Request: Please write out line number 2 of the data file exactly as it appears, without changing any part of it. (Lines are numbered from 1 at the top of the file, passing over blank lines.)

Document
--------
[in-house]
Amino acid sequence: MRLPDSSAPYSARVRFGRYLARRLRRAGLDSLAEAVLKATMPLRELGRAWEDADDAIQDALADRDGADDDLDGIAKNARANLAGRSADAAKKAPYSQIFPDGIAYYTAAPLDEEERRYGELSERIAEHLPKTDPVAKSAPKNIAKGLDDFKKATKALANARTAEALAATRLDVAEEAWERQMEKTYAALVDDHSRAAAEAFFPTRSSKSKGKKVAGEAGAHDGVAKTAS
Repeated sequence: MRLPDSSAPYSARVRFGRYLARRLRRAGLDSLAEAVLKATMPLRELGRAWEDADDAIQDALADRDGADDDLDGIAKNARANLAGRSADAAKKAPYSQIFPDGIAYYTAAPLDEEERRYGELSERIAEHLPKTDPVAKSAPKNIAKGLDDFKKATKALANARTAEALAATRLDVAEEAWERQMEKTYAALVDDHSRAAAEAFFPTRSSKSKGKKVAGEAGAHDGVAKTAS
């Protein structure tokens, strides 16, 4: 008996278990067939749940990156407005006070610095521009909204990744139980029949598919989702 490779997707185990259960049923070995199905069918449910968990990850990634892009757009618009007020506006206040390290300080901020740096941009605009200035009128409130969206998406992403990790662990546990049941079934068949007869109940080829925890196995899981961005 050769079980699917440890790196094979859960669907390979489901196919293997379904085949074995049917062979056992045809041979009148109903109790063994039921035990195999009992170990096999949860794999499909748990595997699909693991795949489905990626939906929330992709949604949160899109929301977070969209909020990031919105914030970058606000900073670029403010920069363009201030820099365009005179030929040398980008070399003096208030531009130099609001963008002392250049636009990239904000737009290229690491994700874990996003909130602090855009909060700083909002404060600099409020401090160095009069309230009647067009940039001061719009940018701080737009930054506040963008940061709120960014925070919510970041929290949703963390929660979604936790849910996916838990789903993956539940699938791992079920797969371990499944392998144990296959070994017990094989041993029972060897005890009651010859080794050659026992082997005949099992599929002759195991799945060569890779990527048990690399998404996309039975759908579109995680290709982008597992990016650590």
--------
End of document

Amino acid sequence: MRLPDSSAPYSARVRFGRYLARRLRRAGLDSLAEAVLKATMPLRELGRAWEDADDAIQDALADRDGADDDLDGIAKNARANLAGRSADAAKKAPYSQIFPDGIAYYTAAPLDEEERRYGELSERIAEHLPKTDPVAKSAPKNIAKGLDDFKKATKALANARTAEALAATRLDVAEEAWERQMEKTYAALVDDHSRAAAEAFFPTRSSKSKGKKVAGEAGAHDGVAKTAS